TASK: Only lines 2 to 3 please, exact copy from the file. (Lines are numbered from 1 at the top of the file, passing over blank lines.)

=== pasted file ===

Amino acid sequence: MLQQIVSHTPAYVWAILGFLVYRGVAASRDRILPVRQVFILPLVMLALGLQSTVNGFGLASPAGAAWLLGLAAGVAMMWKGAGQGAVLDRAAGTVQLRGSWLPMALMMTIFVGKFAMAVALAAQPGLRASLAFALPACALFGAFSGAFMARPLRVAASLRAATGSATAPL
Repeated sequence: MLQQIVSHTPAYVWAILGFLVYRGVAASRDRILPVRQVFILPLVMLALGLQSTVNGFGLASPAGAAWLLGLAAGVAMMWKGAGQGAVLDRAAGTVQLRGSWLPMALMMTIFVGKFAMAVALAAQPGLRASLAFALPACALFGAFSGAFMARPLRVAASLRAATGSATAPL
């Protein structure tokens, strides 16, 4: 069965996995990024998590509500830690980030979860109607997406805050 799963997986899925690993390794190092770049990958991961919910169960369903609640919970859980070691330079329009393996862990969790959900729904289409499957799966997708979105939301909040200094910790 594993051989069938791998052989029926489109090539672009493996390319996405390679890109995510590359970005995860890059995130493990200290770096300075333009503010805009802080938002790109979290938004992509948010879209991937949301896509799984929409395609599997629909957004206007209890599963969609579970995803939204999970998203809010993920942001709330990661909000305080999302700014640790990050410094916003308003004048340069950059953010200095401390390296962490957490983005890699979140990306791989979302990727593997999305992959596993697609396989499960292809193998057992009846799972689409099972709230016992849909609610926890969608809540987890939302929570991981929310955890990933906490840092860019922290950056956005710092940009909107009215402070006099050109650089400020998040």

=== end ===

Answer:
Repeated sequence: MLQQIVSHTPAYVWAILGFLVYRGVAASRDRILPVRQVFILPLVMLALGLQSTVNGFGLASPAGAAWLLGLAAGVAMMWKGAGQGAVLDRAAGTVQLRGSWLPMALMMTIFVGKFAMAVALAAQPGLRASLAFALPACALFGAFSGAFMARPLRVAASLRAATGSATAPL
């Protein structure tokens, strides 16, 4: 069965996995990024998590509500830690980030979860109607997406805050 799963997986899925690993390794190092770049990958991961919910169960369903609640919970859980070691330079329009393996862990969790959900729904289409499957799966997708979105939301909040200094910790 594993051989069938791998052989029926489109090539672009493996390319996405390679890109995510590359970005995860890059995130493990200290770096300075333009503010805009802080938002790109979290938004992509948010879209991937949301896509799984929409395609599997629909957004206007209890599963969609579970995803939204999970998203809010993920942001709330990661909000305080999302700014640790990050410094916003308003004048340069950059953010200095401390390296962490957490983005890699979140990306791989979302990727593997999305992959596993697609396989499960292809193998057992009846799972689409099972709230016992849909609610926890969608809540987890939302929570991981929310955890990933906490840092860019922290950056956005710092940009909107009215402070006099050109650089400020998040």